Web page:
A Day on the Green continues to deliver high quality entertainment; it’s just a well-run event where everything simply works: the punters are in good spirits, the queues are manageable and the music is excellent. Even the weather in Tanunda on Saturday was perfect, not to mention the stunning surrounds of the Peter Lehmann Winery.
The latest iteration to tour the country is an example of scheduling done right, with an alt-country, blues and roots aesthetic bringing together four acts that are truly complementary. When Kasey Chambers enthused during her set about playing on the same bill with these other names, she was being quite genuine.
Marlon Williams kicked things off at 4 o’clock with a superb set of bluegrass and the blues. His soothing voice and gentle songs were the perfect way into the afternoon, in a set that began with Williams solo before slowly building up to his full band, the Yarra Benders.
He is a rare talent with a growing profile on the back of his self-titled debut album (along with his appearances on ABC’s The Beautiful Lie). Those who hadn’t been introduced to these silky Roy Orbison style vocals clearly warmed to the performance; Williams’ ability to win over new fans was apparent in the substantial gathering at the signing desk following the set. His performance showed why the debut LP is garnering such great reviews, demonstrating his songwriting talents, while also proving his skills with a cover. A highlight was the closing number, a rousing version of Screamin’ Jay Hawkins’ ‘Portrait of a Man’.
Kasey Chambers followed with a crowd-pleasing set of old and new songs, and a lively band that included her father, Bill Chambers on guitar, as well as NSW Central Coast duo, Grizzlee Train. Of all the acts on the bill, Chambers was the most at ease chatting away with the audience. With a very natural and engaging stage presence, she beamed with excitement at sharing a stage with her musical heroes, Paul Kelly and Lucinda Williams, and doing this all in her home state. While Chambers had the crowd singing along to old favourites, ‘Not Pretty Enough’ and ‘The Captain’, the freshly written ‘I Ain’t no Little Girl’ proved a real highlight, soulfully belting out the chorus. It was also a fun moment when Chambers gave the stage over to Grizzlee Bear to do their roots thing and then returned for a stompin’ version of ‘Seven Nation Army’, its riff played on the banjo (because, as Chambers quipped, “everything sounds better on banjo”).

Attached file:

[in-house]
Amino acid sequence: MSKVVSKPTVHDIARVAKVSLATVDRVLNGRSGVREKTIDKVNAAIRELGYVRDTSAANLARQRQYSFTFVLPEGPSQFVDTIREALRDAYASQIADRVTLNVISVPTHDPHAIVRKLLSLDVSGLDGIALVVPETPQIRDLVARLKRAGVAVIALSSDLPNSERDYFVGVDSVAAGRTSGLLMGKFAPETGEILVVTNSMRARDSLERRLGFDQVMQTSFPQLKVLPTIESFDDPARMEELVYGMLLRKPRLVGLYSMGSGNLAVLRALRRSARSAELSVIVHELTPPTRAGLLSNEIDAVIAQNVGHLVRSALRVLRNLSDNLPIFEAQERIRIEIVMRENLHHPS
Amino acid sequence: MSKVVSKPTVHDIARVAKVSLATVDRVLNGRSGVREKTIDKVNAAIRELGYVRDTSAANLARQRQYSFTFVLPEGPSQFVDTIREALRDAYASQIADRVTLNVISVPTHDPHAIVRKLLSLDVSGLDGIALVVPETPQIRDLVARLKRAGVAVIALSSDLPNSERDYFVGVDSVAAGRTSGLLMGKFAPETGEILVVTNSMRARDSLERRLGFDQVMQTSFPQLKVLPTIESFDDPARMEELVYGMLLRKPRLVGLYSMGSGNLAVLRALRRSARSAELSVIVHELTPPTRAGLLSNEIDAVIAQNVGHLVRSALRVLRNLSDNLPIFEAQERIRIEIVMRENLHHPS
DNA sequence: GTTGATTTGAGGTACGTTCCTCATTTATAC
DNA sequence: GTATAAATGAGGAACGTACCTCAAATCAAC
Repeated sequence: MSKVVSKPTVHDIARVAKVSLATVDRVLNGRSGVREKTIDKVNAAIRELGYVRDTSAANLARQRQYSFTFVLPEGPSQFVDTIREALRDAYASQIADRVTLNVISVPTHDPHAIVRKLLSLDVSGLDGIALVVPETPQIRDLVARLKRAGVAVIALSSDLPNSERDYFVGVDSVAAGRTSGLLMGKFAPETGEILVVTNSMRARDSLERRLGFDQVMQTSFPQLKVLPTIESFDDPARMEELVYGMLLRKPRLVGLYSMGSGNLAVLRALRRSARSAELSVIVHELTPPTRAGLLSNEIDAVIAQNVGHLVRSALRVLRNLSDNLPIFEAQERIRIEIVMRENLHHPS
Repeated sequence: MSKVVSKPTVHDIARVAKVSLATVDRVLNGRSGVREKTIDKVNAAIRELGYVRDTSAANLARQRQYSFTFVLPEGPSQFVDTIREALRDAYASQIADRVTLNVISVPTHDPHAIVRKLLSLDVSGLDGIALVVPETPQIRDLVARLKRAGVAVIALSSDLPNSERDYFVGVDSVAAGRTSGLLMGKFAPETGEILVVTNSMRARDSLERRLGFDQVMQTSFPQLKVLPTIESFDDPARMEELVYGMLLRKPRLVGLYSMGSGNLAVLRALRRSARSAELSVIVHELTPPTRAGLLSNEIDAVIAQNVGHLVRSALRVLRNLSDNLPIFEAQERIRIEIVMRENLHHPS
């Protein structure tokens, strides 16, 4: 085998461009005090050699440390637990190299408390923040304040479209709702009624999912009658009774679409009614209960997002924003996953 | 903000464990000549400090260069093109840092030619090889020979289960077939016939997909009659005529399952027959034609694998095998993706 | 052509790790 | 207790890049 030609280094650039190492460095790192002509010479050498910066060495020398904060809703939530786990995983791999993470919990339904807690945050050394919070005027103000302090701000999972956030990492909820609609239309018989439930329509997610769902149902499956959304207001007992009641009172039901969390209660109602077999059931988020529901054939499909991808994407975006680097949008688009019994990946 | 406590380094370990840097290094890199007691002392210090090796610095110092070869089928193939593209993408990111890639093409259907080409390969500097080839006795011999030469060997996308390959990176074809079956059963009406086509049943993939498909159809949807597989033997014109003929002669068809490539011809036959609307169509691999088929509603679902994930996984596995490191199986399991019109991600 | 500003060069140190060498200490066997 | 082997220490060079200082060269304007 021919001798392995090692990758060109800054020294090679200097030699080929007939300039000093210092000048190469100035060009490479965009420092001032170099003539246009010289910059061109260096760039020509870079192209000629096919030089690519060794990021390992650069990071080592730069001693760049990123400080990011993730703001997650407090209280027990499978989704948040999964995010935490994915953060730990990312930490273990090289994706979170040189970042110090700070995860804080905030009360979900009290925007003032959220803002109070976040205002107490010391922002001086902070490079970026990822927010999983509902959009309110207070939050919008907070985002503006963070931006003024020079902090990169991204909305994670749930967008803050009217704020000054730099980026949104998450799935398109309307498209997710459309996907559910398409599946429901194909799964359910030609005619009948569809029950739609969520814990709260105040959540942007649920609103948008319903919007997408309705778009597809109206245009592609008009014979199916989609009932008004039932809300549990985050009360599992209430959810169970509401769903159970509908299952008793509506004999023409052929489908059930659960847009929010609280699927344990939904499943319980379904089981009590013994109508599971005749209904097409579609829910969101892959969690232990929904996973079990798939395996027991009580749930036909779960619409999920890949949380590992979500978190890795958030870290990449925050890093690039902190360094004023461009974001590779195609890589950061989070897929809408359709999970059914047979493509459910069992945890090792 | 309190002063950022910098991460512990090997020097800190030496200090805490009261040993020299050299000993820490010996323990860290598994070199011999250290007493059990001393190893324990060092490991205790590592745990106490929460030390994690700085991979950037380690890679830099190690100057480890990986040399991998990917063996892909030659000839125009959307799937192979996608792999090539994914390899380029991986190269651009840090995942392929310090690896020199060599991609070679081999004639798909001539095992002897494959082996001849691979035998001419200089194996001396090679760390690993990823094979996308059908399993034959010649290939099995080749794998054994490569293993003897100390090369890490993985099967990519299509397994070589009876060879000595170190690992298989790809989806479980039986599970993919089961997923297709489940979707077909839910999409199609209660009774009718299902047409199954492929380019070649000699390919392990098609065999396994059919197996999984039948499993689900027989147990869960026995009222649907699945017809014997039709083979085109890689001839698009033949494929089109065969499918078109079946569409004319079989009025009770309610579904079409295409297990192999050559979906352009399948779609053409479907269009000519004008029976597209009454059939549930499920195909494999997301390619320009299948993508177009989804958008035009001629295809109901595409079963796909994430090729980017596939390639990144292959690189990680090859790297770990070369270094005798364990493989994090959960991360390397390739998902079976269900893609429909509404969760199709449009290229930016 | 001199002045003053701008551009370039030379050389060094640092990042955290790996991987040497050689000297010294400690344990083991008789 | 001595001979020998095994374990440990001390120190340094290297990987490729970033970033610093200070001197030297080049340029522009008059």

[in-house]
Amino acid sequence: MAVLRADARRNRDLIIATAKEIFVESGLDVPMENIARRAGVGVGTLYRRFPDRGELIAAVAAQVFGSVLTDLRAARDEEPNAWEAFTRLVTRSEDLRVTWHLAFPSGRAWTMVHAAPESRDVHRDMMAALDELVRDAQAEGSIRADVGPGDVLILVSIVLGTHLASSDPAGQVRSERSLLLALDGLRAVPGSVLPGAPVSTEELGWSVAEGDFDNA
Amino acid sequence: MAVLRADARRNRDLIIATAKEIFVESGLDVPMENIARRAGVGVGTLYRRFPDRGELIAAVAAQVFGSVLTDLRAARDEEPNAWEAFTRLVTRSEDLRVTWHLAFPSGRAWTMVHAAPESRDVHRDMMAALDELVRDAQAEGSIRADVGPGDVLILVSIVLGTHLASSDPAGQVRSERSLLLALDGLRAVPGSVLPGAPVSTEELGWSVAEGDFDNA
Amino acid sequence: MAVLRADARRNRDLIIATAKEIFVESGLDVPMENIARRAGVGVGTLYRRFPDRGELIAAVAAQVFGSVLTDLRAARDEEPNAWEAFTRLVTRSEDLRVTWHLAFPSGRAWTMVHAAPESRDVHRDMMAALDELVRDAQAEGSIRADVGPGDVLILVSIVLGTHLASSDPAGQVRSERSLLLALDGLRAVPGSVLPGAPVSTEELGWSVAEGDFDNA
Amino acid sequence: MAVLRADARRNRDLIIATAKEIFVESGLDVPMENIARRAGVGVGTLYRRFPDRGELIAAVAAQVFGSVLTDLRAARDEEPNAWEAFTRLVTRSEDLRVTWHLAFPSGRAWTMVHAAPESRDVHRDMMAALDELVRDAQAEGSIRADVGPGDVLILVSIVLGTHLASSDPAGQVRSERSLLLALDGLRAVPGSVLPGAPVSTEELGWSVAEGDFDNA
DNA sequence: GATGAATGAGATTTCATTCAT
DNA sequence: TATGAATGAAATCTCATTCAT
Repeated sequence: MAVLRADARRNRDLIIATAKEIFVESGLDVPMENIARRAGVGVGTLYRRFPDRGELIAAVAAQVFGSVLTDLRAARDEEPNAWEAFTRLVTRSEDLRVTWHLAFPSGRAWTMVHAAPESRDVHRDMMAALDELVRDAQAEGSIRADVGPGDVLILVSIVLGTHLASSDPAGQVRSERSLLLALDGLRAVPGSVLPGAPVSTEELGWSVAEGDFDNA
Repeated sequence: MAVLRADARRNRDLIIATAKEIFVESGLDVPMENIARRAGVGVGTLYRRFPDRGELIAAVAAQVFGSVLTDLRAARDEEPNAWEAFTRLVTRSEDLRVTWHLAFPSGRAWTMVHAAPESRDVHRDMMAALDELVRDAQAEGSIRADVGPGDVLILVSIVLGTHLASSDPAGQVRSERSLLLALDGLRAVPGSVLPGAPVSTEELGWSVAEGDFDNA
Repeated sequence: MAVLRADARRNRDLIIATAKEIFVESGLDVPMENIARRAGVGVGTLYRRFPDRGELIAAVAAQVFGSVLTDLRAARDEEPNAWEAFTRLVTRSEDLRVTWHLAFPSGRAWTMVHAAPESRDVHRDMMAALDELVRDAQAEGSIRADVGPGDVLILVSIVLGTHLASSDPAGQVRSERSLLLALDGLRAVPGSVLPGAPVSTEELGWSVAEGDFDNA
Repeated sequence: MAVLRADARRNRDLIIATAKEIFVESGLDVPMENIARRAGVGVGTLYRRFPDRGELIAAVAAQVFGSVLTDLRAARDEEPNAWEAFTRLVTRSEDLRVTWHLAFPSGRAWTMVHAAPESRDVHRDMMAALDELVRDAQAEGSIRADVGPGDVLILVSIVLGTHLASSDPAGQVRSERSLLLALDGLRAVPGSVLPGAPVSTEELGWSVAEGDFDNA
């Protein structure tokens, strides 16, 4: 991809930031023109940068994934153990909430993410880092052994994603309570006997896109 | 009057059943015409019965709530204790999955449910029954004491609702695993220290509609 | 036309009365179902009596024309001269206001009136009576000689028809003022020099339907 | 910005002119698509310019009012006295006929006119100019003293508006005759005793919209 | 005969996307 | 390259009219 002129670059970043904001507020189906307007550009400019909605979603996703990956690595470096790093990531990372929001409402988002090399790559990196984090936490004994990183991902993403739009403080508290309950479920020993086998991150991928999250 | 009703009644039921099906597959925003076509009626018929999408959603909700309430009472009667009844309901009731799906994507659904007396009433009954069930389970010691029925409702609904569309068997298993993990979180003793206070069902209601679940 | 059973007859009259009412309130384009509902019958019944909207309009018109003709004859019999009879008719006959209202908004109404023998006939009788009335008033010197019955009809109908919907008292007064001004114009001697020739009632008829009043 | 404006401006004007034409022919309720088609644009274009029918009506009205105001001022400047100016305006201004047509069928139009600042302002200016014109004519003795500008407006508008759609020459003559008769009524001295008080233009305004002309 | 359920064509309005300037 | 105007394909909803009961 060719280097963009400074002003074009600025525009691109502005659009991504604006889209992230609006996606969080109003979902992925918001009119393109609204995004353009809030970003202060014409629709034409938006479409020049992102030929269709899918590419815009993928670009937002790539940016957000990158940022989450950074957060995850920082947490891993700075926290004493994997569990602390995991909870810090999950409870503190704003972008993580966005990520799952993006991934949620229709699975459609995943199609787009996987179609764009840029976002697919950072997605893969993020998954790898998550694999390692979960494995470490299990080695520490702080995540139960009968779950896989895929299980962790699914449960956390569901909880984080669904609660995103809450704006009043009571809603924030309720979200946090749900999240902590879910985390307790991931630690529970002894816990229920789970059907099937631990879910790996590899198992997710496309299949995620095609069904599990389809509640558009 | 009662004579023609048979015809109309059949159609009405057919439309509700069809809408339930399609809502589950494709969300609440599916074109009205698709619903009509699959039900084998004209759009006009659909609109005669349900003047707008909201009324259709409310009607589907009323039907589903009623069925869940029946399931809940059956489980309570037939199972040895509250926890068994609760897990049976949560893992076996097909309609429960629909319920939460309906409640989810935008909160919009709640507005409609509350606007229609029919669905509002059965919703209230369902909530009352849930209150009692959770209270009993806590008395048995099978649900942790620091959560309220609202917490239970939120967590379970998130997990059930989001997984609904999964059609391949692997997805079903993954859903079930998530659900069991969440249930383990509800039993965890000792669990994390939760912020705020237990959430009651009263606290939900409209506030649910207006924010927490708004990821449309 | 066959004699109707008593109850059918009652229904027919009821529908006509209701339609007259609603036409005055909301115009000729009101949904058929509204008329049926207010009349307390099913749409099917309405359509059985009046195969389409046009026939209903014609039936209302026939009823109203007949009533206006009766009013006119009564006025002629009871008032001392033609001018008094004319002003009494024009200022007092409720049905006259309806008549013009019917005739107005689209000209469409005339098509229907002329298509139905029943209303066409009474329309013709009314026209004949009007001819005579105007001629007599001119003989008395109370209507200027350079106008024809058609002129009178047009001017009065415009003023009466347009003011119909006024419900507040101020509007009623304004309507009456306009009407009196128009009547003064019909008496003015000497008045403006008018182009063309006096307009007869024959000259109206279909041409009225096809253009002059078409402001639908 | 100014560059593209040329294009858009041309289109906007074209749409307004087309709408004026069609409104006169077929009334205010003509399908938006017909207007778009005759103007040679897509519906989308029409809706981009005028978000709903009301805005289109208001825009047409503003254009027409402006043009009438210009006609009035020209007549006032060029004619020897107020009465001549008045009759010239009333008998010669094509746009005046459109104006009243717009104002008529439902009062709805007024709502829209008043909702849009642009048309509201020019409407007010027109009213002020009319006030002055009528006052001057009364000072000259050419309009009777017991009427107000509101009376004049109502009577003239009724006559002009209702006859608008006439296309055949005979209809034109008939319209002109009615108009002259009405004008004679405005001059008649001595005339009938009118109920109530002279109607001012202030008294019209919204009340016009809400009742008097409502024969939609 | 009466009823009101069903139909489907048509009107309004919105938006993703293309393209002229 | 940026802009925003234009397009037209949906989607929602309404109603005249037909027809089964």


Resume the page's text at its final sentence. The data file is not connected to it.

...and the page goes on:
In contrast to Chambers’ affable stage presence, Lucinda Williams was a study in intensity and focus: barely interacting with the crowd, this was all about the music. With around 40 years’ experience in the industry, Grammy Awards and host of high profile collaborations, such focus has served her well, garnering a dedicated fan base who were eagerly anticipating her set. What Williams sets aside in terms of direct audience engagement, she makes up for in connecting with her backing band, the powerhouse three-piece, Buick 6. And together they pump out some mighty music, the outfit delivering a tight and raw performance, including some excellent guitar work from Stuart Mathis.
Opening with the rollicking rhythms of ‘Can’t Let Go’ from her 1998 album, Williams’ set was a mixture of covers and originals, highlighting her ability to tell a story in the Bob Dylan and Tom Waits vein. Her commanding cover of Neil Young’s ‘Rockin’ in the Free World’ was a great finish to the set, and had the crowd spontaneously singing along.
Paul Kelly was the night’s headline act, but in his current guise was the most understated of headliners, taking a back seat for much of the show in favour of his Merri Soul Session singers: Vicka and Linda Bull, Dan Sultan, Clairy Browne and Kira Puru. Kelly sang the occasional tune and had penned most the songs (with the exception of a few covers), but for the most part traded the role of frontman for modest bandleader. As expected, the majority of material came from the Merri Soul Sessions album, an unassuming project bringing together old and new songs in a celebration of soul and gospel music that ended up being one of the best Australian releases of the past year. The material sounded even better live, with the singers combining for some beautiful, expressive harmonies, while also taking turns on lead vocals to show off their individual soul credentials. There were occasional ventures in the Kelly back catalogue as the set progressed, the audience singing along enthusiastically to ‘How to Make Gravy’ and then up and dancing to ‘Dumb Things’ and ‘Sweet Guy’. When played as part of the Merri Soul Sessions set, these older numbers were revitalised, suddenly sounding fresh and new.
Fittingly, the night closed out with some stunning harmonies, in an a cappella version of ‘Meet Me in the Middle of the Air’. It was a beautiful end to a gorgeous day.
By Matthew Trainor
Photos by Libby Parker